Friday, 19 August 2016 14:08

An Introduction to Ethnic Skin

Written by   Cole Patterson, L.E., founder of Cole Skincare for Men

Going beyond the basic skin analysis should be a regular practice for the proper examination of ethnic skin. In fact, there is a visual difference between ethnic skins in relation to sun exposure. The skin's physiology is identical in structure, but, due to the main determinant of melanin that is produced, darker skin tones offer a greater defense against sun damage.

The human color scheme, according to the Fitzpatrick scale, has a numerical classification that falls between Types I and VI. Type I describes skin that is white and pale, while Type VI is classified as the darkest of brown. Although ethnic skin has a built-in sun protectant, it is prone to skin inflammatory conditions that may alter the skin's physical appearance. For example, darker skin types are susceptible to vitiligo, psoriasis, keloids, eczema, and hyperpigmentation. They are not as prone to couperose, hypopigmentation, or rosacea. Medium skin types are susceptible to vitiligo, hypopigmentation, psoriasis, keloids, eczema, and hyperpigmentation, but are not as prone to couperose or rosacea. Lighter skin types are disposed to couperose, rosacea, psoriasis, and eczema; they are not as vulnerable to vitiligo, hypopigmentation, keloids, or hyperpigmentation.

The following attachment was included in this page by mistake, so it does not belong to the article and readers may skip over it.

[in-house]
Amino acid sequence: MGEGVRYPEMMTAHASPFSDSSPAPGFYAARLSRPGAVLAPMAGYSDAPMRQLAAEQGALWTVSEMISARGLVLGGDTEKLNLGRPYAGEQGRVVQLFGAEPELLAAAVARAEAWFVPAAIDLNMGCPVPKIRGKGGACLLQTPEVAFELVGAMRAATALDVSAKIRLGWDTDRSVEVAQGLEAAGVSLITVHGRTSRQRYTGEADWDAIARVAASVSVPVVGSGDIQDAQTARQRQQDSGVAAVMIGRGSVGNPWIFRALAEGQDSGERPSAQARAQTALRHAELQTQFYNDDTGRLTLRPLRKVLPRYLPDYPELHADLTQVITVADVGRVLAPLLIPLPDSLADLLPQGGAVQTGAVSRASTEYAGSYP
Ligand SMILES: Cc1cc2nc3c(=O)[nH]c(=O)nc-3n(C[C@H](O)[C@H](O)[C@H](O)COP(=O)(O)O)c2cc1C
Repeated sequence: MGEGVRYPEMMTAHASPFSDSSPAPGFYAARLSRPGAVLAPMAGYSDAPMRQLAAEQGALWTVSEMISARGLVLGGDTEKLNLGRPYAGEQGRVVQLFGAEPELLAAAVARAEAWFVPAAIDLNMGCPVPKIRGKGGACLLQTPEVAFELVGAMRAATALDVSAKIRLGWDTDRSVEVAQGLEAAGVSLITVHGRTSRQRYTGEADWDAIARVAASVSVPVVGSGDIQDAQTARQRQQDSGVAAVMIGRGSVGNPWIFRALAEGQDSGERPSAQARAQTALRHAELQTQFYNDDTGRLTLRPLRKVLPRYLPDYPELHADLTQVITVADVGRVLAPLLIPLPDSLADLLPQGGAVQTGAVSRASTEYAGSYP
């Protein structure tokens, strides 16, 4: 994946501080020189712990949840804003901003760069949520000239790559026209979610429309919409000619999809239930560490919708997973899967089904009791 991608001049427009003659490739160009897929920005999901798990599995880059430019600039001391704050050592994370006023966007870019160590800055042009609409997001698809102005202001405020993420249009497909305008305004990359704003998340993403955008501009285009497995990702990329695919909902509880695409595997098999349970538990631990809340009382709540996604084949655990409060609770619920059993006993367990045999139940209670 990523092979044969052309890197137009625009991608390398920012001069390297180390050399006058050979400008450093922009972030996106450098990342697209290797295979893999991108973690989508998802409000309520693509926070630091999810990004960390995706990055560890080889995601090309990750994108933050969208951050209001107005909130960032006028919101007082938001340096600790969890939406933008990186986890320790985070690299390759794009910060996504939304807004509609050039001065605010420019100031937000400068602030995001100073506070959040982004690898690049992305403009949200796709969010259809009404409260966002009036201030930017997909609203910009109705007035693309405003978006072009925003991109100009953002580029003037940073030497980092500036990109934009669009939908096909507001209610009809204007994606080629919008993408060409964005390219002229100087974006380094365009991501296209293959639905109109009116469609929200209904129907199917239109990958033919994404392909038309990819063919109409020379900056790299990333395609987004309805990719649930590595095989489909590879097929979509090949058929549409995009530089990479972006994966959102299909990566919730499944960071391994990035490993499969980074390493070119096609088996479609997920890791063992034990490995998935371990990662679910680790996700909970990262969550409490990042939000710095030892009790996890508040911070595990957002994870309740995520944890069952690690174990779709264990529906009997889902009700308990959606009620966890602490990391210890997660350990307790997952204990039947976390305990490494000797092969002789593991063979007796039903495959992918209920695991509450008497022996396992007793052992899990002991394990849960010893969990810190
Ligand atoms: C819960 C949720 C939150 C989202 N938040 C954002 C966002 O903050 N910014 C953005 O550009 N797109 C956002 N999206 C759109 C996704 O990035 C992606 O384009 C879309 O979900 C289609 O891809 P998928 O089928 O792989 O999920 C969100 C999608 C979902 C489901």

There are similar frequencies of skin sensitivities that lighter skin and ethnic skin face, but certain stimuli may contribute to subtle differences based on human skin color. Certain skin conditions, such as acne, may be influenced by hormonal fluctuations across skin variance. Because darker skin produces more melanocytes, its healing process differs from Caucasian skin, causing discoloration, hyperpigmentation, and scarring to the surface of the skin.

The Fitzpatrick scale is helpful, but it does not distinguish common skin conditions based on skin color. By identifying the biological comparison and the distinct classification of skin color, professionals will be able to assess ethnic skin in its entirety.

When suggesting treatments, services, and products, both the skin's color and its functionality play a significant role in understanding human skin differences.

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